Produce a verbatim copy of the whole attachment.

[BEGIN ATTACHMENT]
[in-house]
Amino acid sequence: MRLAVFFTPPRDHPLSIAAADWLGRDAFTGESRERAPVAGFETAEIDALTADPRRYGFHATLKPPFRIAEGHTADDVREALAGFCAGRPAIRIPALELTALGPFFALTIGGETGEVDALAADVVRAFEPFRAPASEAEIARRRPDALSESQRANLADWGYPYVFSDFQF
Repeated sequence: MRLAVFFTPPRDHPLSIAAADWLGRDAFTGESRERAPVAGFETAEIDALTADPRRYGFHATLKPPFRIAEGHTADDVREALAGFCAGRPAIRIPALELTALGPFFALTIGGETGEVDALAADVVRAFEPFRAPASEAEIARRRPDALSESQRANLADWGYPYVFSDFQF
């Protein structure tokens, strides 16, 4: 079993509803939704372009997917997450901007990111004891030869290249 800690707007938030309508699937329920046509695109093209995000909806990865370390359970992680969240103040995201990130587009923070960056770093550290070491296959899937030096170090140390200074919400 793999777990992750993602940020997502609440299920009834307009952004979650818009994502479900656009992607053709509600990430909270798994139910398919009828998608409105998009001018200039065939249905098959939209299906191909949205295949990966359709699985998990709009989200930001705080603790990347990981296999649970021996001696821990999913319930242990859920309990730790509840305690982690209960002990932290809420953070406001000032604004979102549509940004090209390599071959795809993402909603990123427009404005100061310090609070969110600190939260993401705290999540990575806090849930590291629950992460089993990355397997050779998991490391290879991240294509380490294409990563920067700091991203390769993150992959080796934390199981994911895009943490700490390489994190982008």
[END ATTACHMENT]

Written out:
[in-house]
Amino acid sequence: MRLAVFFTPPRDHPLSIAAADWLGRDAFTGESRERAPVAGFETAEIDALTADPRRYGFHATLKPPFRIAEGHTADDVREALAGFCAGRPAIRIPALELTALGPFFALTIGGETGEVDALAADVVRAFEPFRAPASEAEIARRRPDALSESQRANLADWGYPYVFSDFQF
Repeated sequence: MRLAVFFTPPRDHPLSIAAADWLGRDAFTGESRERAPVAGFETAEIDALTADPRRYGFHATLKPPFRIAEGHTADDVREALAGFCAGRPAIRIPALELTALGPFFALTIGGETGEVDALAADVVRAFEPFRAPASEAEIARRRPDALSESQRANLADWGYPYVFSDFQF
């Protein structure tokens, strides 16, 4: 079993509803939704372009997917997450901007990111004891030869290249 800690707007938030309508699937329920046509695109093209995000909806990865370390359970992680969240103040995201990130587009923070960056770093550290070491296959899937030096170090140390200074919400 793999777990992750993602940020997502609440299920009834307009952004979650818009994502479900656009992607053709509600990430909270798994139910398919009828998608409105998009001018200039065939249905098959939209299906191909949205295949990966359709699985998990709009989200930001705080603790990347990981296999649970021996001696821990999913319930242990859920309990730790509840305690982690209960002990932290809420953070406001000032604004979102549509940004090209390599071959795809993402909603990123427009404005100061310090609070969110600190939260993401705290999540990575806090849930590291629950992460089993990355397997050779998991490391290879991240294509380490294409990563920067700091991203390769993150992959080796934390199981994911895009943490700490390489994190982008």